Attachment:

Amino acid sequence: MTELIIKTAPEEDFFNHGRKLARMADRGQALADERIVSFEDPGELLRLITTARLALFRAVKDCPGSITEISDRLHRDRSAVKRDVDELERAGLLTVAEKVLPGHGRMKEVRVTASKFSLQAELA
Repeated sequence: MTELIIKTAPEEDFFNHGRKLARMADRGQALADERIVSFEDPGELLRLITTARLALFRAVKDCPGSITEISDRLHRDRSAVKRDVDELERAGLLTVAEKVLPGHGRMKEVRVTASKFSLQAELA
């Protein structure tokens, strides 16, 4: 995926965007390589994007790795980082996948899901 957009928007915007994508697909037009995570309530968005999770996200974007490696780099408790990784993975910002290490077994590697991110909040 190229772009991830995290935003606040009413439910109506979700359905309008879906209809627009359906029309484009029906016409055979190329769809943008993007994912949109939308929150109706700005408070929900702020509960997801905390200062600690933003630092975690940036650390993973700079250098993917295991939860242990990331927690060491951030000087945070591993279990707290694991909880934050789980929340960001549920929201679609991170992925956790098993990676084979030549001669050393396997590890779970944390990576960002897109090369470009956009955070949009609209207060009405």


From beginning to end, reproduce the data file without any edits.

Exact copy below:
Amino acid sequence: MTELIIKTAPEEDFFNHGRKLARMADRGQALADERIVSFEDPGELLRLITTARLALFRAVKDCPGSITEISDRLHRDRSAVKRDVDELERAGLLTVAEKVLPGHGRMKEVRVTASKFSLQAELA
Repeated sequence: MTELIIKTAPEEDFFNHGRKLARMADRGQALADERIVSFEDPGELLRLITTARLALFRAVKDCPGSITEISDRLHRDRSAVKRDVDELERAGLLTVAEKVLPGHGRMKEVRVTASKFSLQAELA
């Protein structure tokens, strides 16, 4: 995926965007390589994007790795980082996948899901 957009928007915007994508697909037009995570309530968005999770996200974007490696780099408790990784993975910002290490077994590697991110909040 190229772009991830995290935003606040009413439910109506979700359905309008879906209809627009359906029309484009029906016409055979190329769809943008993007994912949109939308929150109706700005408070929900702020509960997801905390200062600690933003630092975690940036650390993973700079250098993917295991939860242990990331927690060491951030000087945070591993279990707290694991909880934050789980929340960001549920929201679609991170992925956790098993990676084979030549001669050393396997590890779970944390990576960002897109090369470009956009955070949009609209207060009405």